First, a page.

When you find yourself isolated, removed completely from those you’d normally see in day-to-day interactions, the solitude is liberating… and somewhat overwhelming.
Being entirely on my own now in Alberta is, truth be told, rather enjoyable. I like my space, and I feel at ease when alone.
That said, routine, as mundane as it seems, has a way of moving things along. Even if it’s just a going through of motions, there’s purpose. A thing to be done, however grudgingly.
And while the brief holiday break from the medical was a welcome one, it provided much time to reflect (too much, I think) on where I’m at in life, and consider where I’d like to be (or at least, weigh the possibilities) once treatments and recovery wrap up in 2016 — assuming things continue on schedule which, so far as I can tell, there isn’t any reason to doubt.
I thought about this space, and whether to continue writing here or not. Things were a bit chaotic when I penned my last update, and I simply waited too long between posts to allow for proper attention to each section discussed, instead cramming in as much as I could without proper care.
I was surprised by the feedback, by what people wanted to know more about. “I wish you’d written more about the wedding” was a common one. Even from family: “People have no idea about x. You should have focused on that, written more about that.”
I’m not sure why I’ve pulled back on recounting experience, opting to write privately about so many things and simply tossing it in the draft folder.
I suppose I don’t want to be a bother, or make people uncomfortable should I detail something lived that, to me, is just another part of my greater story, but might be upsetting to read about.
I worry about being looked at as damaged, or as one in need of pity — I’m not, and I don’t.
I worry about who might read and what s/he might think; I worry about those who matter to me, who I’ve come to know, thinking differently of me.
I worry about saying (or writing, I guess) the wrong things, be it too much detail or not enough, about wording things the wrong way, or coming across as a woe-is-me sort, or as writing for any reason other than to simply write.
I work things through, through writing; I write the misgivings out.
I just don’t often publish, in part due to the reasons outlined above. But I want to grow as a writer, to improve on my craft, and that’s not possible without getting into the habit of writing (to be read) more often.
As the medical things wind down, I’m going to need to establish a new routine; find a new groove to fit into. And this space, I think, will be helpful in the transition over the next year and beyond. The last update was heavy on the technical, but there won’t be more of that to add. Aside from the occasional update on measurable progress and ticking of the boxes, or the occasional incident, there shouldn’t be much to chronicle, which provides a perfect opportunity to begin to evolve how and when and why I write in this space.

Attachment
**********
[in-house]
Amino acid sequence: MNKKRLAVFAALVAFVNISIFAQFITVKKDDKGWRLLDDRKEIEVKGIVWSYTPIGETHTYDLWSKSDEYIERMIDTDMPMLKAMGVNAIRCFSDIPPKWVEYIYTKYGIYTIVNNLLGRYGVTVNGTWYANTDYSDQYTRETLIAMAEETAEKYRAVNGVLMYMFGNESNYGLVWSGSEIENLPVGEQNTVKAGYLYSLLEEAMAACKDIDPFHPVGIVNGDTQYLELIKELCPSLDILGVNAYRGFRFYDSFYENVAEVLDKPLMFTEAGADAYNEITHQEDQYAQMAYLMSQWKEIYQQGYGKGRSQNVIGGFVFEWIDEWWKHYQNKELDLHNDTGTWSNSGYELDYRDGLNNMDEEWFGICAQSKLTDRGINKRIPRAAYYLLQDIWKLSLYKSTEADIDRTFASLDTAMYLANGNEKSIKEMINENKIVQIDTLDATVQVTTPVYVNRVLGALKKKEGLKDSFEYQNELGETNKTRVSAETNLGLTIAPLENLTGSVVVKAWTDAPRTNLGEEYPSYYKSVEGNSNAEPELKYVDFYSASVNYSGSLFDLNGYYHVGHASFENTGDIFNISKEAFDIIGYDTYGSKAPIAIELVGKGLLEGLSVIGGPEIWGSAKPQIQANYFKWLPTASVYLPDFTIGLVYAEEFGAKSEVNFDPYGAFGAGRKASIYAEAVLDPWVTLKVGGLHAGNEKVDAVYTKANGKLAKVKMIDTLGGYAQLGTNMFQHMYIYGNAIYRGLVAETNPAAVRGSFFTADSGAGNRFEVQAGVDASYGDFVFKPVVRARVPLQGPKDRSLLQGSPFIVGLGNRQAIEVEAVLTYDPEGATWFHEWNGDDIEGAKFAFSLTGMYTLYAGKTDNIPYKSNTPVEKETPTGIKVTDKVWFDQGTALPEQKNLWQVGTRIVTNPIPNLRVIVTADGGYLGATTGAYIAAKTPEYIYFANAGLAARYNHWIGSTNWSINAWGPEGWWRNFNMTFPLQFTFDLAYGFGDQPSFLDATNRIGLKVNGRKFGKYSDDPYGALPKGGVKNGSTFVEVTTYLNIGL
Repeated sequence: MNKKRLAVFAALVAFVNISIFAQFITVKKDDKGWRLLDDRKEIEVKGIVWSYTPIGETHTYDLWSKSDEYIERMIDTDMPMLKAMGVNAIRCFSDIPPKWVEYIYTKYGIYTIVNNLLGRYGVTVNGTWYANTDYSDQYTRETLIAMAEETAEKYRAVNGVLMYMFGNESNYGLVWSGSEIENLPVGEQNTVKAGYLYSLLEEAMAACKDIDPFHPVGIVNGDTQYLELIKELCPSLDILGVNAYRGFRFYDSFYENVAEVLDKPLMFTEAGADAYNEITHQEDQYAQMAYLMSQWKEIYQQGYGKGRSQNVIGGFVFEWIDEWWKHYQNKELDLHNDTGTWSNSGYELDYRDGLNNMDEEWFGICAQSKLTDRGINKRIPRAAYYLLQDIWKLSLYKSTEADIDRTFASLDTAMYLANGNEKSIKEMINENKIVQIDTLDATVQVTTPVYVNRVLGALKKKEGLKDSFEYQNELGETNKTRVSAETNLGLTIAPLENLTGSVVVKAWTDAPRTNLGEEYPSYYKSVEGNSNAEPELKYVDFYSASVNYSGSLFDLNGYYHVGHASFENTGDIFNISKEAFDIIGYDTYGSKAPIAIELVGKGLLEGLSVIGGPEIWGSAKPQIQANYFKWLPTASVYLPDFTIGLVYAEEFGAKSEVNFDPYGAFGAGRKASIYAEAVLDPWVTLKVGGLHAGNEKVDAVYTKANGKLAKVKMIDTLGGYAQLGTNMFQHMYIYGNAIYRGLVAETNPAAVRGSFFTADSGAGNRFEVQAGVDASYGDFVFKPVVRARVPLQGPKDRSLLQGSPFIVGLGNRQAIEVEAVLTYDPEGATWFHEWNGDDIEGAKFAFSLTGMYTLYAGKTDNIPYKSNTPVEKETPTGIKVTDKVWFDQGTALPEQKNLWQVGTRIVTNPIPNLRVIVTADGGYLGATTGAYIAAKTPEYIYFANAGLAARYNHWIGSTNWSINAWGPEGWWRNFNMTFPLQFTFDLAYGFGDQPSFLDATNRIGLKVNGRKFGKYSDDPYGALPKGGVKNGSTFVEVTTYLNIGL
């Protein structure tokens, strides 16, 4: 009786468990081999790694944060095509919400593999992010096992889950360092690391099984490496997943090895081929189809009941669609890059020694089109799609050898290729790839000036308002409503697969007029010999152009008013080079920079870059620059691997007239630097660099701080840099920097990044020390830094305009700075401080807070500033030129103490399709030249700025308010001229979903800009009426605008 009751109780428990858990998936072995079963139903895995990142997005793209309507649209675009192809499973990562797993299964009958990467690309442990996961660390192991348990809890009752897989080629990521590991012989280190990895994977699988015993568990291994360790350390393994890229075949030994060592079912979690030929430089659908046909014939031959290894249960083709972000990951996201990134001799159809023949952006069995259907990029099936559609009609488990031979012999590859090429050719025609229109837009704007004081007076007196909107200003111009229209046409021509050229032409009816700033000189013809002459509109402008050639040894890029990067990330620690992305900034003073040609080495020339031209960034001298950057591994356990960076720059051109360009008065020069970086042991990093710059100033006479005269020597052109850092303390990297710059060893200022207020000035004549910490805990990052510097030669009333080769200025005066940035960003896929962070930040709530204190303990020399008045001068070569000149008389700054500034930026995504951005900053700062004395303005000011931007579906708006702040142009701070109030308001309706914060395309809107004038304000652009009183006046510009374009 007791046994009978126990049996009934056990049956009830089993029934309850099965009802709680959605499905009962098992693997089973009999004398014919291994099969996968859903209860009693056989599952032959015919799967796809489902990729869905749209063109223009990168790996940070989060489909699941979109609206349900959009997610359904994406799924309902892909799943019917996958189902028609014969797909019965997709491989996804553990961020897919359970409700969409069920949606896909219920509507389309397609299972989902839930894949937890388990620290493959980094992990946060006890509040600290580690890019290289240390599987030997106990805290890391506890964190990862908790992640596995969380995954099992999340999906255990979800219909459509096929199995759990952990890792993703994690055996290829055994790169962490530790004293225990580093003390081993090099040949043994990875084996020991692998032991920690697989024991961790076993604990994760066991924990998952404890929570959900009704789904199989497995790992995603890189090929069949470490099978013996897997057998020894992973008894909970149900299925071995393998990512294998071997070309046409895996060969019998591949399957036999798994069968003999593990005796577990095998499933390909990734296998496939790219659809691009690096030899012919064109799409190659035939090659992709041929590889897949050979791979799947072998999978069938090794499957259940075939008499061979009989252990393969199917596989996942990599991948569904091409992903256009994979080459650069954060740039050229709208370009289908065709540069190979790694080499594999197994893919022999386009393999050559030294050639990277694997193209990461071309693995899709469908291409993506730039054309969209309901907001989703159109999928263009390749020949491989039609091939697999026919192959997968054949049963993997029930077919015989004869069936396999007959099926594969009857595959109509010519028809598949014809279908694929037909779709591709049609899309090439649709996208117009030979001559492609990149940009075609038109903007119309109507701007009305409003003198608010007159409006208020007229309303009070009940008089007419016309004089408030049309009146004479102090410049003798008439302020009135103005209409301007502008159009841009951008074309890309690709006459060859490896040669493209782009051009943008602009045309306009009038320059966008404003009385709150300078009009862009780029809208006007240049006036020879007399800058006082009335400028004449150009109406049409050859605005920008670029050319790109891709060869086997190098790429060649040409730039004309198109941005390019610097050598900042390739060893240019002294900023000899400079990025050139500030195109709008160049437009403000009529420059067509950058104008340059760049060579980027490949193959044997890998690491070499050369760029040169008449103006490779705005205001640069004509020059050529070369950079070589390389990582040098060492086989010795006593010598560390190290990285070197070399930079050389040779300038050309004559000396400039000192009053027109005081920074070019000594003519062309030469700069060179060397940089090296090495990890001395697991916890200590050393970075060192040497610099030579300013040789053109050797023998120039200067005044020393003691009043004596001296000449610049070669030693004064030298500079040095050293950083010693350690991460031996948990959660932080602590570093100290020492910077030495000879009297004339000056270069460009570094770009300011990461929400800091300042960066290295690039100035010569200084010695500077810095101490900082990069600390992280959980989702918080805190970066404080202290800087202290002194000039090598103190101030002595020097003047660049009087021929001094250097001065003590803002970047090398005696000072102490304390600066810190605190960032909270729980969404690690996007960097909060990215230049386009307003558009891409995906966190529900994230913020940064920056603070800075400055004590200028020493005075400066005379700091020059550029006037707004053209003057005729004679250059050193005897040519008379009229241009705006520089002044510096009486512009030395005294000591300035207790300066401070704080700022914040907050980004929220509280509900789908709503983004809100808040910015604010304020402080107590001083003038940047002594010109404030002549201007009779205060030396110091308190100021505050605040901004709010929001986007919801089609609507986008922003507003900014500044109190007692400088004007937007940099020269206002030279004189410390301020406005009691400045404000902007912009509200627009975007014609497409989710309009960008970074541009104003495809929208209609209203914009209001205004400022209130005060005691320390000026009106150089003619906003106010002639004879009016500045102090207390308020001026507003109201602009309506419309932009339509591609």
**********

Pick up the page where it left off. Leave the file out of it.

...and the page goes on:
Though it’ll remain where I post everything medical, I like the idea of moving toward a more casual, personal exploration of experiences and examination of events. A place to write when I need to write, or when there’s something to post about. Which, I guess, has always been an option here. Just, it was never the mindset I’d had — and I like that certainty. That definitive structure.
That explicit reason.
I’m not one for end-of-the-year resolutions, but I’d like to begin 2016 with a fresh outlook on writing; move beyond agonizing over my choice of words and become comfortable with simply having written.
I want to write with purpose, but allow for imperfection; I’d like to write about things that matter to me, and trust that those who matter will forgive the inevitable shortcoming and allow me to fumble my way through.
I’m not certain who continues to follow here, though when I write I do keep a few people in mind. But if you’ve made it this far, and you plan to continue along with me, I hope you find substance in what I write and maybe, in some way, find value.
I’m still searching for how I can best contribute to the world, given the circumstances. But if you’ve been able to take something away from what I’ve shared here to date, then continuing is entirely worth it.
Words, for me, hold great meaning, and I’ve long cherished Rudyard Kipling’s IF — a poem rich in wisdoms I strive to live up to.
In recent years, I’ve held particularly tight to this section of the verse:
“If you can force your heart and nerve and sinew
To serve your turn long after they are gone,
And so hold on when there is nothing in you
Except the Will which says to them: ‘Hold on!’”
Heading into 2016, a year expected to bring finality, transition, and new beginnings offline, and a sort of evolution here at TMI, I’m going to strive for the following — my own footnote to IF:
If you can embrace the future as uncertain
And rise above the damage done,
And find some purpose in your burden
The illness, then, will not have won.
See you in the new year.